Following scientific meetings at a series of “Workshops on Gamete Biology in Aquaculture” in 2014, 2016 and 2018, a new concept called “International Symposium on Reproduction in Aquatic Animals (REPROAQUA 2020)” will be organized on 22-24 October 2020 in Trabzon, Turkey. The theme of the symposium is “Aquatic Genetic Resources: Importance, Threats and Conservation”. This international scientific event, to be held every two years, will be a platform for discussing scientific studies, current developments and problems related to the reproduction of aquatic animals and will also provide an opportunity for academicians, students, and industry representatives to exchange information. The event will avoid parallel sessions, enabling all participants to attend all presentations and follow the ensuing discussions. A poster hall will be available throughout the symposium and the programme will include a reception dinner, a Trabzon city tour, along with an excursion to Sumela (Meryem Ana) Monastery and Uzungöl (Uzun lake). More information is available at: www.ktu.edu.tr/reproaqua2020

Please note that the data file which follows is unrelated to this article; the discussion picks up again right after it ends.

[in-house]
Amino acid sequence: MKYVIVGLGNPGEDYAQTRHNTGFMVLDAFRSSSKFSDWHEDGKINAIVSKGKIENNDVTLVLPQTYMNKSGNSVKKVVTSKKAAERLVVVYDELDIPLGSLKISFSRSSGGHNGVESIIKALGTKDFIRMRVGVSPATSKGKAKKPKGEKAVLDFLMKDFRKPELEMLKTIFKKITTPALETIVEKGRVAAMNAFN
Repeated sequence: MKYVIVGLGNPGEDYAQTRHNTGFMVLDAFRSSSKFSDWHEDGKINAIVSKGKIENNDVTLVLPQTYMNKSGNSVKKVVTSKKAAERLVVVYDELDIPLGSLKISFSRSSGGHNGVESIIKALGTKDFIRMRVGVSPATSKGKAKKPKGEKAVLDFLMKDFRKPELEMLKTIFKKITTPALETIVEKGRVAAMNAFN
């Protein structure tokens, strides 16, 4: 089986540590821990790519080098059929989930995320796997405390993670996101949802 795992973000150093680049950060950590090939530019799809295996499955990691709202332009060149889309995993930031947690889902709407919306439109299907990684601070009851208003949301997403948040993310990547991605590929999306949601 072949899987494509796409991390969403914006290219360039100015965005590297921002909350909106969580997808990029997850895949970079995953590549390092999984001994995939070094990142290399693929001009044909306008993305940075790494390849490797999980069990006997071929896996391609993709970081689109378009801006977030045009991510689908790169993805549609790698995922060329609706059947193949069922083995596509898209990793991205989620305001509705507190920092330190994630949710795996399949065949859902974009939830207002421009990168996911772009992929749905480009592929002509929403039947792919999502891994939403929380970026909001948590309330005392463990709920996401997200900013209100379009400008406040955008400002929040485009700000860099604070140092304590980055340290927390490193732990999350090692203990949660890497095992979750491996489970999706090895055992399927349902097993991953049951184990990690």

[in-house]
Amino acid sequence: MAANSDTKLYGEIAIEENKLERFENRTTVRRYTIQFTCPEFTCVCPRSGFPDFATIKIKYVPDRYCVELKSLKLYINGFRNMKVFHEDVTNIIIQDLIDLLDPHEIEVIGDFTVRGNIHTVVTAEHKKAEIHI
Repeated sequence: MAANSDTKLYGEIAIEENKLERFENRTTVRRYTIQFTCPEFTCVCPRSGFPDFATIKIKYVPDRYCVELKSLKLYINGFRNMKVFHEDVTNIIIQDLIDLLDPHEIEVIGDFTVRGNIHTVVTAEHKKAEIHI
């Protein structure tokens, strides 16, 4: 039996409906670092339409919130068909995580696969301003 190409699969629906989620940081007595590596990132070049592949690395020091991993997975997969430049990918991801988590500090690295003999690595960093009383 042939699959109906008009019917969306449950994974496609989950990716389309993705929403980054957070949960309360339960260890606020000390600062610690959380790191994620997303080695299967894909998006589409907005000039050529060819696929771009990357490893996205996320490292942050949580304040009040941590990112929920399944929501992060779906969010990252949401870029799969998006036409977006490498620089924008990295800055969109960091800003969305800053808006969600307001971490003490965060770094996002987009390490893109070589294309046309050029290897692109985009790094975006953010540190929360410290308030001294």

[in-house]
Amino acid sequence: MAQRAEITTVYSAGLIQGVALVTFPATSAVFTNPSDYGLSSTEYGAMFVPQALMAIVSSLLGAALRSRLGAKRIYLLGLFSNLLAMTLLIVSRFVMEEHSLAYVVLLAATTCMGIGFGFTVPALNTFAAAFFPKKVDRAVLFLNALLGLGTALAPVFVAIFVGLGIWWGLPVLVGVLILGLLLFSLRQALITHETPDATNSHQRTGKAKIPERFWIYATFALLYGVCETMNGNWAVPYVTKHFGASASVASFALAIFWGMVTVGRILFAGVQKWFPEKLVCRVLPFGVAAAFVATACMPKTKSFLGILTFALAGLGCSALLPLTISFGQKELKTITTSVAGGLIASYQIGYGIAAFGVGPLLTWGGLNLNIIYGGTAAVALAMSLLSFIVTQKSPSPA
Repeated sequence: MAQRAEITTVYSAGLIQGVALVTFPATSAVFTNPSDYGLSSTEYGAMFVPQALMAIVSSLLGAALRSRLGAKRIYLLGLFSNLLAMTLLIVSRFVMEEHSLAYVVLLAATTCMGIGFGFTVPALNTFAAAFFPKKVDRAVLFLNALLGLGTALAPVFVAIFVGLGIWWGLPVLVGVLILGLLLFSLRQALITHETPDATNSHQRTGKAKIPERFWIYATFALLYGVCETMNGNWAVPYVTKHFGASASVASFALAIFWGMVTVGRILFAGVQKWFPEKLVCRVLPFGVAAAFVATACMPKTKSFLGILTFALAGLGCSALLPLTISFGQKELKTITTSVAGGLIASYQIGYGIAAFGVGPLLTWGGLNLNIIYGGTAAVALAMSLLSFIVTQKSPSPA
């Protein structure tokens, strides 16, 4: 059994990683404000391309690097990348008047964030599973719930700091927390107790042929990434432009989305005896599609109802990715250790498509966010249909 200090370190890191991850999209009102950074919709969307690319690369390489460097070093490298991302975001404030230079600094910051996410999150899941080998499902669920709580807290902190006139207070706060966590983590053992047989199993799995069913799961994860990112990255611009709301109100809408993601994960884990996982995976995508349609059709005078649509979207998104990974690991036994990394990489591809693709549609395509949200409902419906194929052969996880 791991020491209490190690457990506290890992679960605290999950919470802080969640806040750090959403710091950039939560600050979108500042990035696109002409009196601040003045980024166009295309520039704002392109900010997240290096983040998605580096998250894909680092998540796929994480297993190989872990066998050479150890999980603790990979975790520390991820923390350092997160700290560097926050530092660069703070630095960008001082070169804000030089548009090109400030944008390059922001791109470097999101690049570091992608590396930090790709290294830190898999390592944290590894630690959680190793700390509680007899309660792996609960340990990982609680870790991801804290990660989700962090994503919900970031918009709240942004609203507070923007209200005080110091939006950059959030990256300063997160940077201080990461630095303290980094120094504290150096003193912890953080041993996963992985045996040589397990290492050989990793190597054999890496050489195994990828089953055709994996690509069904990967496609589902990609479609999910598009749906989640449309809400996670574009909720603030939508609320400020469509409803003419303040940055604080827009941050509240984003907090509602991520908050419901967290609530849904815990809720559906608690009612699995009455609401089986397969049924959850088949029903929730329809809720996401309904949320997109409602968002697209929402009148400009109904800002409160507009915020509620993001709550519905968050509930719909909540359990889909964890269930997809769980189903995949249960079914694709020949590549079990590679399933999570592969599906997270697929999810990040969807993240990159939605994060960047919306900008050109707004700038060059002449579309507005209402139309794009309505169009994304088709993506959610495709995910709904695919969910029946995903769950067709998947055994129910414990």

Fish farming may not be the first thing that comes to mind when thinking about Bill Gates, but the philanthropist has made an investment in Greek aquaculture company Philosofish, Ekathimerini.com reports. The Bill and Melinda Gates Foundation has already supported Greek-owned fund Diorasis, which already has invested in Philosofish (formerly Bitsakos Fish Farming) and has also invested in WorldFish, focusing on fish farming in the developing world, so aquaculture is no new thing.
Philosofish is now the second largest Greek seabass and sea bream farming company thanks to the European Commission’s approval last year of rival Andromeda’s acquisition of Selonda and Nireus. The three-way merger could only be sanctioned through the sale of Nireus and Selonda assets to a third party. One of these was Philosofish, which subsequently added 12,000 tonnes to its existing 5,000 tonnes annual capacity in addition to taking over other assets. Sources say that additional funding by a top investment entity may find its way to the Greek company in the near future.